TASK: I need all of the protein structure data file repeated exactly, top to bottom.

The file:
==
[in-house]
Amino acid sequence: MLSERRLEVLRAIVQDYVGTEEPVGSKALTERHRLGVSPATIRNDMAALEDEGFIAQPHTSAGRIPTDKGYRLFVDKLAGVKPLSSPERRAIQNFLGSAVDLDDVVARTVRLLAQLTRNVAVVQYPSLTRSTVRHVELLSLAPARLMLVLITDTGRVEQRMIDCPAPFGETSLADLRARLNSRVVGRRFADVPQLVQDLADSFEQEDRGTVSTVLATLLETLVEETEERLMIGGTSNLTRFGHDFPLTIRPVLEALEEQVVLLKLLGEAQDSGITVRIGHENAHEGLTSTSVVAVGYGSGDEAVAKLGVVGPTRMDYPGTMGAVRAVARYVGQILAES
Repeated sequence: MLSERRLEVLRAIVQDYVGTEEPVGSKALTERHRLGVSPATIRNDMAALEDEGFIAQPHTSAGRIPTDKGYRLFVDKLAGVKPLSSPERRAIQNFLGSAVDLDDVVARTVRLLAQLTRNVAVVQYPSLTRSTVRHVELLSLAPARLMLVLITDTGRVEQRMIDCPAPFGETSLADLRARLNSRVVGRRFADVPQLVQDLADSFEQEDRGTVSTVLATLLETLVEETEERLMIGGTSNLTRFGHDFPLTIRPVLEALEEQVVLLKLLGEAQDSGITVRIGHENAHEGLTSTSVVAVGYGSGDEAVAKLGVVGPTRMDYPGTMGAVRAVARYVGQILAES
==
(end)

[in-house]
Amino acid sequence: MLSERRLEVLRAIVQDYVGTEEPVGSKALTERHRLGVSPATIRNDMAALEDEGFIAQPHTSAGRIPTDKGYRLFVDKLAGVKPLSSPERRAIQNFLGSAVDLDDVVARTVRLLAQLTRNVAVVQYPSLTRSTVRHVELLSLAPARLMLVLITDTGRVEQRMIDCPAPFGETSLADLRARLNSRVVGRRFADVPQLVQDLADSFEQEDRGTVSTVLATLLETLVEETEERLMIGGTSNLTRFGHDFPLTIRPVLEALEEQVVLLKLLGEAQDSGITVRIGHENAHEGLTSTSVVAVGYGSGDEAVAKLGVVGPTRMDYPGTMGAVRAVARYVGQILAES
Repeated sequence: MLSERRLEVLRAIVQDYVGTEEPVGSKALTERHRLGVSPATIRNDMAALEDEGFIAQPHTSAGRIPTDKGYRLFVDKLAGVKPLSSPERRAIQNFLGSAVDLDDVVARTVRLLAQLTRNVAVVQYPSLTRSTVRHVELLSLAPARLMLVLITDTGRVEQRMIDCPAPFGETSLADLRARLNSRVVGRRFADVPQLVQDLADSFEQEDRGTVSTVLATLLETLVEETEERLMIGGTSNLTRFGHDFPLTIRPVLEALEEQVVLLKLLGEAQDSGITVRIGHENAHEGLTSTSVVAVGYGSGDEAVAKLGVVGPTRMDYPGTMGAVRAVARYVGQILAES